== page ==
How Chinese Tariffs Impact Your Entry Summary (CBP Form 7501)
Ever since the Chinese tariffs have gone into effect, importing into the United States has become increasingly complicated.
The additional tariffs imposed on goods from China have impacted the international trade community in a wide variety of ways. Many of these ways are parts of the importing process that the importer of record does not take part in. However, even a little deeper understanding of these processes can help an importer get some insight into how the Chinese tariffs are affecting their shipments into the United States.
Additional Codes to File Entries with Chinese Tariffs
A key component of your Entry Summary (CBP Form 7501) is declaring the correct HTSUS code for the commodities you are importing into the United States. In most scenarios, a Customs Broker handles the classification of goods for an importer and files all the paperwork for a given entry including the Entry Summary. Therefore, most importers do not regularly look over how their Entry Summary is filled and what HTSUS codes were used.
If you are importing goods subject to the additional tariffs on imports from China and you have looked over a recent entry summary, you may be wondering ‘What are these other HTSUS codes on my entry?’ or ‘Did my HTSUS code change?’. Since the Chinese tariffs have been imposed as a negotiation tactic during talks between the U.S. and China, Customs and Border Protection has taken the following approach to enforcing the additional tariffs.
While these tariffs are active, you (or your Customs Broker) must use an additional filing code to classify your goods. This additional code declares to CBP that your entry has a Country of Origin of China and is subject to the additional duty rate. The following is a list of the additional HTSUS codes that need to be included depending on what list your item is on.
Harmonized Tariff Schedule for Chinese Tariffs
This information was pulled from the Harmonized Tariff Schedule on 1/9/19 (The ‘List? column was added by TRG)
|Article Description||Rate of Duty||List?|
|9903.88.01||Articles the product of China, as provided for in U.S. note 20(a) to this subchapter and as provided for in the subheadings enumerated in U.S. note 20(b) [to this subchapter]||The duty provided in the applicable subheading plus 25%||List 1|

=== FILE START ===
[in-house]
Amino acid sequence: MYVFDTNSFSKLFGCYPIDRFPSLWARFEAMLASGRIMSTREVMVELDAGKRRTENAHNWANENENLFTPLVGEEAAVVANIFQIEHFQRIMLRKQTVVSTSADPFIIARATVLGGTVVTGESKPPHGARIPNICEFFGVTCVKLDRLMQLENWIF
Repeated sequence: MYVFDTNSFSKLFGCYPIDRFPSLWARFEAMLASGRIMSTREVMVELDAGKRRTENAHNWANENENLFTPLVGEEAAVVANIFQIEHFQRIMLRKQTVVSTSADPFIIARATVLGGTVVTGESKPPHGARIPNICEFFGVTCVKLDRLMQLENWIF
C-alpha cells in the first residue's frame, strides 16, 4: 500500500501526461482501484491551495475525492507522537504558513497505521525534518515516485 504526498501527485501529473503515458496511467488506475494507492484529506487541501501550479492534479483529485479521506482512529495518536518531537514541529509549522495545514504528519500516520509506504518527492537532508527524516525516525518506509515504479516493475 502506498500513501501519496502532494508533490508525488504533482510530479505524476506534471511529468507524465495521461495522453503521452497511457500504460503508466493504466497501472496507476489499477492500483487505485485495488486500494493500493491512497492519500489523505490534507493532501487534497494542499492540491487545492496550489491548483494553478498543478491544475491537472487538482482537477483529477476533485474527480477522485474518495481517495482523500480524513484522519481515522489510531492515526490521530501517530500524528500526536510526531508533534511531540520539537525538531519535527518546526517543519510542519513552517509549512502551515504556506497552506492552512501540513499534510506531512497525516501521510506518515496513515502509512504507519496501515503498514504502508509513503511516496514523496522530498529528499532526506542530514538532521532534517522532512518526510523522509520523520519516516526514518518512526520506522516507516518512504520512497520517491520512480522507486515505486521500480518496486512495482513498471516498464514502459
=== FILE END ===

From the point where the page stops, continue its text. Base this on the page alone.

|9903.88.02||Articles the product of China, as provided for in U.S. note 20(c) to this subchapter and as provided for in the subheadings enumerated in U.S. note 20(d)||The duty provided in the applicable subheading + 25%||List 2|
|9903.88.03||Articles the product of China, as provided for in U.S. note 20(e) to this subchapter and as provided for in the subheadings enumerated in U.S. note 20(f)||The duty provided in the applicable subheading + 10%||List 3|
|9903.88.04||Articles the product of China, as provided for in U.S. note 20(g) to this subchapter and as provided for in the subheadings enumerated in U.S. note 20(g)||The duty provided in the applicable subheading + 10%||List 3 Exclusions|
|9903.88.05||Articles the product of China, as provided for in U.S. note 20(h) to this subchapter, each covered by an exclusion granted by the U.S. Trade Representative||The duty provided in the applicable subheading||List 1 Exclusions|
How Are Chinese Tariffs Filed on a CBP Form 7501 (Entry Summary)?
When you are bringing in goods subject to the Section 301 tariffs on imports from China, you or your Customs Broker must include the HTSUS codes listed above on the entry summary for each shipment. This additional code must be included before the HTSUS code classifying your commodity in order to denote that it has a country of origin of China and to indicate which list this item is included on.
Entries subject to the Chinese tariffs that are not filed in this manner will result in a Supplemental Duty Bill being issued and additional monies will be due to Customs. Below is an example of an entry summary that includes the additional HTSUS code and the HTSUS code that classifies the commodity.
This example also illustrates the fact that these tariffs are IN ADDITION to the normal duty rate due for that commodity.